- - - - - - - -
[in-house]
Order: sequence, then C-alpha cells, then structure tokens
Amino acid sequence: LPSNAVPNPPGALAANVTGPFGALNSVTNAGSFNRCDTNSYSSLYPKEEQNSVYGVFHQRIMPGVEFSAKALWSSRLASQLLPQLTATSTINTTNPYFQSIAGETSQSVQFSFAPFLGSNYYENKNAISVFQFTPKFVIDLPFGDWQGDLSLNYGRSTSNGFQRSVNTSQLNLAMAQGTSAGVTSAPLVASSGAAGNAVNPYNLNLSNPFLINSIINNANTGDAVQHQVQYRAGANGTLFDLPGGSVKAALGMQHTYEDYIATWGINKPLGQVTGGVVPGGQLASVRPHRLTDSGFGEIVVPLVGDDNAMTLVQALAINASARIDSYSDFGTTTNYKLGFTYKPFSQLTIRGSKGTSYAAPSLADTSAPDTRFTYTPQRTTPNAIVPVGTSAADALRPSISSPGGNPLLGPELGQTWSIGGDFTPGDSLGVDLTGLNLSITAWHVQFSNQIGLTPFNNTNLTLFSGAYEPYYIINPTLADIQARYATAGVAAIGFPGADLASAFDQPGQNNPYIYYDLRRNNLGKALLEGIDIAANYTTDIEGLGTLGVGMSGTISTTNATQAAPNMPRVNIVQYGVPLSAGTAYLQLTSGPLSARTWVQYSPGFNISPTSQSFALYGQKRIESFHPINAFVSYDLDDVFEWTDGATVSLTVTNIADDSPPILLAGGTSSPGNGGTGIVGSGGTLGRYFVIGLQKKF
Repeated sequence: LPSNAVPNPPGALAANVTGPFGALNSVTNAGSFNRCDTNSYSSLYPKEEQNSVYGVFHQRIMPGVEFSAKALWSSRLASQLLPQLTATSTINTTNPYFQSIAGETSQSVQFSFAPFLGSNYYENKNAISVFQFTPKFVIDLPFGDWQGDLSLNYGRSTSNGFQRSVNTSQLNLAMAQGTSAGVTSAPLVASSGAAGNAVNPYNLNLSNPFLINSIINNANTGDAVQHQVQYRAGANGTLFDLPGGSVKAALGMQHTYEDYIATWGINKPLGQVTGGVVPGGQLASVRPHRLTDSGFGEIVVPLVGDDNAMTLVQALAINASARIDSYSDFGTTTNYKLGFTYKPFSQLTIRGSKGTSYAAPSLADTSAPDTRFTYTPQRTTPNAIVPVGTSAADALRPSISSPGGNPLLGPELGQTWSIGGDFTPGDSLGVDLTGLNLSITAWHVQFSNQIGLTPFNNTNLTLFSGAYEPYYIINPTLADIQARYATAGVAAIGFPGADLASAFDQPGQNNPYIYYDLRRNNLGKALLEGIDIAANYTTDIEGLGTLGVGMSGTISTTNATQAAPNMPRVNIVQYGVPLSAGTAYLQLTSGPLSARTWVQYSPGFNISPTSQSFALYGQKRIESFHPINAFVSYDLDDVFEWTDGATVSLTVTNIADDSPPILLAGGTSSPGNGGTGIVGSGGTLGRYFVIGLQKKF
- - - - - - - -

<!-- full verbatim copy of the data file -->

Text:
[in-house]
Order: sequence, then C-alpha cells, then structure tokens
Amino acid sequence: LPSNAVPNPPGALAANVTGPFGALNSVTNAGSFNRCDTNSYSSLYPKEEQNSVYGVFHQRIMPGVEFSAKALWSSRLASQLLPQLTATSTINTTNPYFQSIAGETSQSVQFSFAPFLGSNYYENKNAISVFQFTPKFVIDLPFGDWQGDLSLNYGRSTSNGFQRSVNTSQLNLAMAQGTSAGVTSAPLVASSGAAGNAVNPYNLNLSNPFLINSIINNANTGDAVQHQVQYRAGANGTLFDLPGGSVKAALGMQHTYEDYIATWGINKPLGQVTGGVVPGGQLASVRPHRLTDSGFGEIVVPLVGDDNAMTLVQALAINASARIDSYSDFGTTTNYKLGFTYKPFSQLTIRGSKGTSYAAPSLADTSAPDTRFTYTPQRTTPNAIVPVGTSAADALRPSISSPGGNPLLGPELGQTWSIGGDFTPGDSLGVDLTGLNLSITAWHVQFSNQIGLTPFNNTNLTLFSGAYEPYYIINPTLADIQARYATAGVAAIGFPGADLASAFDQPGQNNPYIYYDLRRNNLGKALLEGIDIAANYTTDIEGLGTLGVGMSGTISTTNATQAAPNMPRVNIVQYGVPLSAGTAYLQLTSGPLSARTWVQYSPGFNISPTSQSFALYGQKRIESFHPINAFVSYDLDDVFEWTDGATVSLTVTNIADDSPPILLAGGTSSPGNGGTGIVGSGGTLGRYFVIGLQKKF
Repeated sequence: LPSNAVPNPPGALAANVTGPFGALNSVTNAGSFNRCDTNSYSSLYPKEEQNSVYGVFHQRIMPGVEFSAKALWSSRLASQLLPQLTATSTINTTNPYFQSIAGETSQSVQFSFAPFLGSNYYENKNAISVFQFTPKFVIDLPFGDWQGDLSLNYGRSTSNGFQRSVNTSQLNLAMAQGTSAGVTSAPLVASSGAAGNAVNPYNLNLSNPFLINSIINNANTGDAVQHQVQYRAGANGTLFDLPGGSVKAALGMQHTYEDYIATWGINKPLGQVTGGVVPGGQLASVRPHRLTDSGFGEIVVPLVGDDNAMTLVQALAINASARIDSYSDFGTTTNYKLGFTYKPFSQLTIRGSKGTSYAAPSLADTSAPDTRFTYTPQRTTPNAIVPVGTSAADALRPSISSPGGNPLLGPELGQTWSIGGDFTPGDSLGVDLTGLNLSITAWHVQFSNQIGLTPFNNTNLTLFSGAYEPYYIINPTLADIQARYATAGVAAIGFPGADLASAFDQPGQNNPYIYYDLRRNNLGKALLEGIDIAANYTTDIEGLGTLGVGMSGTISTTNATQAAPNMPRVNIVQYGVPLSAGTAYLQLTSGPLSARTWVQYSPGFNISPTSQSFALYGQKRIESFHPINAFVSYDLDDVFEWTDGATVSLTVTNIADDSPPILLAGGTSSPGNGGTGIVGSGGTLGRYFVIGLQKKF